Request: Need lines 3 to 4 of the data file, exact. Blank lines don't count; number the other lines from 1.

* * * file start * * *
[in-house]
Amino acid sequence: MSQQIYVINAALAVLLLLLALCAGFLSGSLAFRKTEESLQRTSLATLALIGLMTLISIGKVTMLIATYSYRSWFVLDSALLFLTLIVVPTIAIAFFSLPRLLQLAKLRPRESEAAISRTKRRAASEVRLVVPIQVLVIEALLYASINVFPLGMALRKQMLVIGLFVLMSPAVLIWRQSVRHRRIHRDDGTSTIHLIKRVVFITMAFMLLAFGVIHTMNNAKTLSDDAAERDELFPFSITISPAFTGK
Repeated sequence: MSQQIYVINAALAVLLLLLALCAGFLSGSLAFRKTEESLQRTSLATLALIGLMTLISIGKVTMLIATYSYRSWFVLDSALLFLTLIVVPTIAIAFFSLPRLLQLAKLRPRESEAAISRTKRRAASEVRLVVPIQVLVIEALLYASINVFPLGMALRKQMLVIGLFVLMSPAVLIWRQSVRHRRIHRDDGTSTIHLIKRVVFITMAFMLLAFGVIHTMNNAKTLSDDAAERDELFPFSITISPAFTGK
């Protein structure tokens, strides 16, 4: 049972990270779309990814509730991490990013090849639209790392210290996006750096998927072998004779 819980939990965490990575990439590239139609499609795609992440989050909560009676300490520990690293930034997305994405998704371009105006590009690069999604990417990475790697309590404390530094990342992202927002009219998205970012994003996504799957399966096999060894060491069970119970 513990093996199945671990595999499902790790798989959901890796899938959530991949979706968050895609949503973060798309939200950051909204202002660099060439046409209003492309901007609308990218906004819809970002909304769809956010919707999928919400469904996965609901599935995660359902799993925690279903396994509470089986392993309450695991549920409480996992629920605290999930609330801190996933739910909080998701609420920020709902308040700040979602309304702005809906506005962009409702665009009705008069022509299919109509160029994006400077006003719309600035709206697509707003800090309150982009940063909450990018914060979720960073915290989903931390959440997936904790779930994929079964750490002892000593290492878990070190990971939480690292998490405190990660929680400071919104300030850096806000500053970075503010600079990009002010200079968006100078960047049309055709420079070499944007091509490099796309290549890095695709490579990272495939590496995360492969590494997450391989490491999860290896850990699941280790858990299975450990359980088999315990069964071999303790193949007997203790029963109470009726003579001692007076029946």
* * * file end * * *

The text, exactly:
Repeated sequence: MSQQIYVINAALAVLLLLLALCAGFLSGSLAFRKTEESLQRTSLATLALIGLMTLISIGKVTMLIATYSYRSWFVLDSALLFLTLIVVPTIAIAFFSLPRLLQLAKLRPRESEAAISRTKRRAASEVRLVVPIQVLVIEALLYASINVFPLGMALRKQMLVIGLFVLMSPAVLIWRQSVRHRRIHRDDGTSTIHLIKRVVFITMAFMLLAFGVIHTMNNAKTLSDDAAERDELFPFSITISPAFTGK
């Protein structure tokens, strides 16, 4: 049972990270779309990814509730991490990013090849639209790392210290996006750096998927072998004779 819980939990965490990575990439590239139609499609795609992440989050909560009676300490520990690293930034997305994405998704371009105006590009690069999604990417990475790697309590404390530094990342992202927002009219998205970012994003996504799957399966096999060894060491069970119970 513990093996199945671990595999499902790790798989959901890796899938959530991949979706968050895609949503973060798309939200950051909204202002660099060439046409209003492309901007609308990218906004819809970002909304769809956010919707999928919400469904996965609901599935995660359902799993925690279903396994509470089986392993309450695991549920409480996992629920605290999930609330801190996933739910909080998701609420920020709902308040700040979602309304702005809906506005962009409702665009009705008069022509299919109509160029994006400077006003719309600035709206697509707003800090309150982009940063909450990018914060979720960073915290989903931390959440997936904790779930994929079964750490002892000593290492878990070190990971939480690292998490405190990660929680400071919104300030850096806000500053970075503010600079990009002010200079968006100078960047049309055709420079070499944007091509490099796309290549890095695709490579990272495939590496995360492969590494997450391989490491999860290896850990699941280790858990299975450990359980088999315990069964071999303790193949007997203790029963109470009726003579001692007076029946």